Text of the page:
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  1. #1
    Photocyan's Avatar
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    New to APUG Forum

    Hi Everyone: My name is Dave but my ID is Photocyan and I am just getting back into developing and Printing B&W film 120 & 220 and 35mm print and slide. I know that there are some pros on here and I would like to pick you brains for the type of film, Developer, print paper on different films. Everything has changed over the last 25-30 years. I also just bought a Mamiya RB67 Pro-s with extra lenses and a 120 & 220 backs. I also pick-up a Polaroid back. So if any one has a chart of the film and chemicals they use and think they are the best combination to use for great B&W shoots please email me a copy. Thanks so much, Dave. My email is accessible in my profile.

  2. #2

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    Hi Dave
    Personally, I think a great film and developed combo is Kodak tri-x 400 film with D-76 developer, with Kodaks recommended times and agitation. I have got very good negatives so far, on both Tri-X and Ilford HP5+ but I still have to try that developer with other films.

    Andrew

  3. #3

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    Another Hi Dave,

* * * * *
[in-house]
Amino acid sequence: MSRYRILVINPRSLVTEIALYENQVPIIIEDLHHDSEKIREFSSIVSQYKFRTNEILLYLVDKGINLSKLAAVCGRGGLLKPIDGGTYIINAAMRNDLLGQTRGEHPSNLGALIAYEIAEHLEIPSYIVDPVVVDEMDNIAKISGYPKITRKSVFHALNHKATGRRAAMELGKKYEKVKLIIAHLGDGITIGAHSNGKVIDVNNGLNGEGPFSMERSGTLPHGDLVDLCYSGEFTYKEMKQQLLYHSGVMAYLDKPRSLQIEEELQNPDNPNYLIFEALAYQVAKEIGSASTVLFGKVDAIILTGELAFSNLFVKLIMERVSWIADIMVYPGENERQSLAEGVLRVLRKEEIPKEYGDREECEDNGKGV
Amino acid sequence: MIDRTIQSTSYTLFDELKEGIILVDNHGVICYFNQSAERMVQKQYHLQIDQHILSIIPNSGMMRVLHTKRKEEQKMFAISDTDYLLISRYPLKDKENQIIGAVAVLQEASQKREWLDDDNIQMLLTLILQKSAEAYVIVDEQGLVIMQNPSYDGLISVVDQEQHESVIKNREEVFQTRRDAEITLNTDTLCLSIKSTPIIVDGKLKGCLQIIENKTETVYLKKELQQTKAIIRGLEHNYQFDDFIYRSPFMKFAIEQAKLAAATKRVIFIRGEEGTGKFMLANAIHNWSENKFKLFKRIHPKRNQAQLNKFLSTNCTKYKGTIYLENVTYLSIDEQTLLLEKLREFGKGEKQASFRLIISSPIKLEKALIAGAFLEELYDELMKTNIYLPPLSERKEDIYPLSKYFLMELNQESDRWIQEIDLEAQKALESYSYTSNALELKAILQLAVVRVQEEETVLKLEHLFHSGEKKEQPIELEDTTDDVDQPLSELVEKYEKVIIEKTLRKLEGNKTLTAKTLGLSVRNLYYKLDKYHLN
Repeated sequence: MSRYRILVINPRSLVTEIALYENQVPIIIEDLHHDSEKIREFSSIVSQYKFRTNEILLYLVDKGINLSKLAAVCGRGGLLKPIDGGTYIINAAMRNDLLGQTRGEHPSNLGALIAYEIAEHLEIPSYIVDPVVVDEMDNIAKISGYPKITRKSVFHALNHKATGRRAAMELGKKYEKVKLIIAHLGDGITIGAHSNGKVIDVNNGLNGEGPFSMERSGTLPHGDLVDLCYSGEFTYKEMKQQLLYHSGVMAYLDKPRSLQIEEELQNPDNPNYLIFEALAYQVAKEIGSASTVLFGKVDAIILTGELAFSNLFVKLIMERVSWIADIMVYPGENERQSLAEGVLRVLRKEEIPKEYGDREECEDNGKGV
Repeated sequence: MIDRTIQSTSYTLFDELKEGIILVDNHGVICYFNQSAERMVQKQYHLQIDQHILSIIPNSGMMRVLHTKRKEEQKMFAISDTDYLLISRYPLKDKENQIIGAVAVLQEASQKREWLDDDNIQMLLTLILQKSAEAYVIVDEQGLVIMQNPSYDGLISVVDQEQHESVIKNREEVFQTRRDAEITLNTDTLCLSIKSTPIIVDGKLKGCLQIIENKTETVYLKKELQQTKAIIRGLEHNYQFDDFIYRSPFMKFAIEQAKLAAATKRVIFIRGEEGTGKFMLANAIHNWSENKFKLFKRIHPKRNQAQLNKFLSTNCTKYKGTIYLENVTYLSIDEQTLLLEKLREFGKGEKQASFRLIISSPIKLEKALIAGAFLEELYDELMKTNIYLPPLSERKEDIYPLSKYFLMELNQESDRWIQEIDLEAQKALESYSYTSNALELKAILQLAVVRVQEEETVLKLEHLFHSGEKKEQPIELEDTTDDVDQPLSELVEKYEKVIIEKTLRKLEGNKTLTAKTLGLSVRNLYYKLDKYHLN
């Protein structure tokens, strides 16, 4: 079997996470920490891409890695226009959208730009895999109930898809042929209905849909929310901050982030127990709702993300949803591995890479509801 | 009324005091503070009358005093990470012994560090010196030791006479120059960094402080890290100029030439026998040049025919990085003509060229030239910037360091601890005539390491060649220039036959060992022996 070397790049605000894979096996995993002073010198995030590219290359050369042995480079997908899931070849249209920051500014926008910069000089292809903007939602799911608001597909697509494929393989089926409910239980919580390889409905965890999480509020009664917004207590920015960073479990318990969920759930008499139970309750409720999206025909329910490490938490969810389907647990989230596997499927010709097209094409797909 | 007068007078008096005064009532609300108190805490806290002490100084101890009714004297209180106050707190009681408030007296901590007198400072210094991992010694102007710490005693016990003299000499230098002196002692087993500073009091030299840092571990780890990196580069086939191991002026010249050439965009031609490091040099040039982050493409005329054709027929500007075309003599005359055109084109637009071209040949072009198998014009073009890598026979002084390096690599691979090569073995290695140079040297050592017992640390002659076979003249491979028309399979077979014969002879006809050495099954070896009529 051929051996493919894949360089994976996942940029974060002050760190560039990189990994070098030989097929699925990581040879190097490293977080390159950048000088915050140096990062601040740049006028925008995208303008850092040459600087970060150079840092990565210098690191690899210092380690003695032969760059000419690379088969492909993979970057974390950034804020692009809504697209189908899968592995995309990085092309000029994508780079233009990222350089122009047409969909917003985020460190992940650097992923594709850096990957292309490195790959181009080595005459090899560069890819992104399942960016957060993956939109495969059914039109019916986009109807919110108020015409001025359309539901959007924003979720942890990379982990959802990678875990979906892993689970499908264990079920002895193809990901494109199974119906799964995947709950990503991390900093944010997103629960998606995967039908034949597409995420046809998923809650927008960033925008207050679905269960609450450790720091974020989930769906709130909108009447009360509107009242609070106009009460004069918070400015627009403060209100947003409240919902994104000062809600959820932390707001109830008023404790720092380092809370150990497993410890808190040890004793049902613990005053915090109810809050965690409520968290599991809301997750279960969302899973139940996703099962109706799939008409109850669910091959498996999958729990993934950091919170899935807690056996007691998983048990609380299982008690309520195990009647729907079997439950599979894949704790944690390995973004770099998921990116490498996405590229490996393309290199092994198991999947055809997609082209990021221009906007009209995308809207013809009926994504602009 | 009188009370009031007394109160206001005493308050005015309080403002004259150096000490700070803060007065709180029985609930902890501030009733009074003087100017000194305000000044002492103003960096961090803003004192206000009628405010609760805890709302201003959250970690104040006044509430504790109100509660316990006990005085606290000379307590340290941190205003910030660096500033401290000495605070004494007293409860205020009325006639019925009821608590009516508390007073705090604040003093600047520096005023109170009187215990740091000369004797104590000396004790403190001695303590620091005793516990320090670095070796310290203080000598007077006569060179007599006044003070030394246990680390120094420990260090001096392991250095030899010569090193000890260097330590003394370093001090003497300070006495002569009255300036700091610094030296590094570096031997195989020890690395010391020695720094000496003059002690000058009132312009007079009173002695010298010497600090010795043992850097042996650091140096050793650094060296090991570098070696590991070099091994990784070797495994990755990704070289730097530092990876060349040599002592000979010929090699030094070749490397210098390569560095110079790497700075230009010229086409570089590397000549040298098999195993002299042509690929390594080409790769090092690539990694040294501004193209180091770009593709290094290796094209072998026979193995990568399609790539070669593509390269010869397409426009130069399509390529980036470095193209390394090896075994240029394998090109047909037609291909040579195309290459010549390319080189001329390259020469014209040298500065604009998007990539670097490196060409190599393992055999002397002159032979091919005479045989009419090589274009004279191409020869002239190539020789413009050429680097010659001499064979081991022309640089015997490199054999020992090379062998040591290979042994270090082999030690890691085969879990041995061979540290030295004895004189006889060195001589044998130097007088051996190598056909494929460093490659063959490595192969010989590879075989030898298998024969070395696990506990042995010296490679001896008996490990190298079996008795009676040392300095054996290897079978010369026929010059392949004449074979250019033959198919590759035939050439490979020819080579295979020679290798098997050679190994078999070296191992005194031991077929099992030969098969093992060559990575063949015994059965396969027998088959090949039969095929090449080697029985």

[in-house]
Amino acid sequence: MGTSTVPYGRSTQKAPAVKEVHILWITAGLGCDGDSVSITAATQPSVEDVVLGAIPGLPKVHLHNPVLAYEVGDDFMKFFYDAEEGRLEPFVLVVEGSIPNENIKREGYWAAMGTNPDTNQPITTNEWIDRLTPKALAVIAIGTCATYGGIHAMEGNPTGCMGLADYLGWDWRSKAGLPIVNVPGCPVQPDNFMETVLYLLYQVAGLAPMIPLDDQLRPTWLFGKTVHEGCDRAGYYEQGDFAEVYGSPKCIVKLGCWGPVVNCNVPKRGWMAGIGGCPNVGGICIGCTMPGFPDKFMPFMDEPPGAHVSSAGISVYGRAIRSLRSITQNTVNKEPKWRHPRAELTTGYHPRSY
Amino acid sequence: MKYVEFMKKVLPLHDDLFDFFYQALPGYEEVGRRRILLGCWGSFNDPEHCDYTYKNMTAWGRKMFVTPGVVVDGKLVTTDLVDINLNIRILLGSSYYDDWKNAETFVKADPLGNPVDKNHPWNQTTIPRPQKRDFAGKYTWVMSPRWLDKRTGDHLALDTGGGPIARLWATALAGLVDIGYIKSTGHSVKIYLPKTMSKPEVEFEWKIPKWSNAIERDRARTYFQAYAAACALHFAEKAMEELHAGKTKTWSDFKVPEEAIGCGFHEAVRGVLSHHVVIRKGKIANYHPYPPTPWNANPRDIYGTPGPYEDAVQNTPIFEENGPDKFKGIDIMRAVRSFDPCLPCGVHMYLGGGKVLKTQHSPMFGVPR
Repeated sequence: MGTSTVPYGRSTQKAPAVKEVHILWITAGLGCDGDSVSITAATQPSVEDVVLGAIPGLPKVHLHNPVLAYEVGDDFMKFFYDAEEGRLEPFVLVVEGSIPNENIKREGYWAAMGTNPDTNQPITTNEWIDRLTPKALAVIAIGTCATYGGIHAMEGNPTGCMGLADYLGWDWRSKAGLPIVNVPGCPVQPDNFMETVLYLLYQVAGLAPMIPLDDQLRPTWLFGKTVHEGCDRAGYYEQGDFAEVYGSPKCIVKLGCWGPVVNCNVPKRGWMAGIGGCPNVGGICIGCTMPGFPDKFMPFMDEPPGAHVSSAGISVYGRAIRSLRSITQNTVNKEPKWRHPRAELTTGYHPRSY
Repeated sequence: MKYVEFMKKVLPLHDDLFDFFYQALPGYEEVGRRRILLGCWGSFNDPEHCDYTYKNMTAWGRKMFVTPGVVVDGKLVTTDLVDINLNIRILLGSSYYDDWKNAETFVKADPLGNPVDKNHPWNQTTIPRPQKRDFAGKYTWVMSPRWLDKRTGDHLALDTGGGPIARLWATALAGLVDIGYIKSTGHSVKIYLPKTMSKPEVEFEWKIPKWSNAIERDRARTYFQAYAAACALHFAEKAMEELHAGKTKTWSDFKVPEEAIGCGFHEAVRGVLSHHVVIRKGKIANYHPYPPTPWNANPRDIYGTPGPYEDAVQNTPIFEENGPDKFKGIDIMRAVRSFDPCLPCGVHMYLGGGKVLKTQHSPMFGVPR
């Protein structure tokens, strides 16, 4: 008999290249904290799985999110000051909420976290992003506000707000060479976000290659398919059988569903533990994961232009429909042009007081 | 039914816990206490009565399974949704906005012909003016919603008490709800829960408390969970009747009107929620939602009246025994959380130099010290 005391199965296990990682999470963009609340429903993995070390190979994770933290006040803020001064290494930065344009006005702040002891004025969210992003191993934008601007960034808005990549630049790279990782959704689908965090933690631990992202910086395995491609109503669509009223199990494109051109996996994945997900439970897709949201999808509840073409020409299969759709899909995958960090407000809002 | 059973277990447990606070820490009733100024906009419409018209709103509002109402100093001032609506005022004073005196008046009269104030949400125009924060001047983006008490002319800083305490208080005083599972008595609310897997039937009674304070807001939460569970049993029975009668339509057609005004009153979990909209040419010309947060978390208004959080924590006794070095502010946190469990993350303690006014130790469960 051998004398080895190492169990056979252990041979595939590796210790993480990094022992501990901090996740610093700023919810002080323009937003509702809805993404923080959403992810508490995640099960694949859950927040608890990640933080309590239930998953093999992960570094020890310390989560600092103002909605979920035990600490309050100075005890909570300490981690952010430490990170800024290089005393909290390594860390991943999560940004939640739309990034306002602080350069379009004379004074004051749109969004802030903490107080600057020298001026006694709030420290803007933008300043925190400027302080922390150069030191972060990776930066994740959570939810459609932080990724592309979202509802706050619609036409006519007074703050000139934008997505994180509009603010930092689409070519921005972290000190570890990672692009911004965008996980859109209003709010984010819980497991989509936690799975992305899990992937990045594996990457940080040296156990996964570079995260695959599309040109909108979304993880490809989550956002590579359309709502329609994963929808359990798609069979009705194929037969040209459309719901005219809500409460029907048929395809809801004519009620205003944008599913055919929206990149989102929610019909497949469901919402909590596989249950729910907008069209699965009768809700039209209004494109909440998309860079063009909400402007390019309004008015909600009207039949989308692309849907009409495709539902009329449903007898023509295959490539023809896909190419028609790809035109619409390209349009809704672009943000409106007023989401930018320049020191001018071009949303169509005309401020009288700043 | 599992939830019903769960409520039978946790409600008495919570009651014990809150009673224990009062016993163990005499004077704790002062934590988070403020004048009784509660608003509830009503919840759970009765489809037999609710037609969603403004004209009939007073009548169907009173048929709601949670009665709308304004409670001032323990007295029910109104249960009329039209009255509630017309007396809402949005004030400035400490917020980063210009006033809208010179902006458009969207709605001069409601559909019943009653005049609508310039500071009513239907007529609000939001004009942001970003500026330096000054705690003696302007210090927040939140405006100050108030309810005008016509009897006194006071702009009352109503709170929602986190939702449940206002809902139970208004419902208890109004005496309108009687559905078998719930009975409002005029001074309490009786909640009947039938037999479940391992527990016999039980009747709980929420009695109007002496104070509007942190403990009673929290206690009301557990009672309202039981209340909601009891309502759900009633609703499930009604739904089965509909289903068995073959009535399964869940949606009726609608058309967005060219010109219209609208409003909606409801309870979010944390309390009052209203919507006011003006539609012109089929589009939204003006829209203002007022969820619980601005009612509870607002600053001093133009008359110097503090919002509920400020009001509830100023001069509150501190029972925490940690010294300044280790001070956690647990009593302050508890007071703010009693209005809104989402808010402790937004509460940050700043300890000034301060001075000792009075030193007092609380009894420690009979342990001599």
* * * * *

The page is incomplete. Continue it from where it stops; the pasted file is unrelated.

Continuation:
Andrew has a good recommendation and you won't go wrong using it. For film I'd stay with Kodak, Ilford or Fuji for now, but there are others out there. In the film department I'd recommend Fuji Acros as a good starter film for a couple of reasons; (one - it's cheap in 120, (two - it's not fussy about developer, (three - you don't have to worry much about reciprocity failure with it. Well, I guess that was three reasons instead of two. For developer if you do choose Fuji Across? I really like Ilford DD-x with Fuji Acros, but have had great results with Rodinal diluted 1:100 and semi-stand developed. Those two are also very good for getting negs that scan very easy with almost no grain visible. I'm just getting started on a batch of Kodak Xtol and can't give advice on that one, but from everything I've read it's really good stuff. If you are going to go the "mix your own" route I'd say a good place to start is with Sandy King's Pyrocat-HD. I just tried it for the first time and I really don't/wouldn't see the need for any other developer, it's that good. As for paper? That will depend on the "look" you want. Ilford MG papers are first rate, but a little expensive. Arista EDU paper from Freestyle is not a bad "bang for the buck" as is Adorama's brand of paper. I'm just getting ready to try both of those myself. You can go to Freestyle's web site and check their paper and film section yourself. Their prices are well within the ball park. For paper developer I only have one recommendation and that's a high one for Ethol LPD. Another suggestion from me, due to experience with the RB67, and that is buy some Weider's muscle builder. Darn nice camera and great optics, but a little on the heavy side for me. You'll get all kinds of advice from some really good folks here and I'm sure there is/might be better stuff out there then I suggested, but I only give advice about stuff I have experience with. You'll have fun I'm sure! JohnW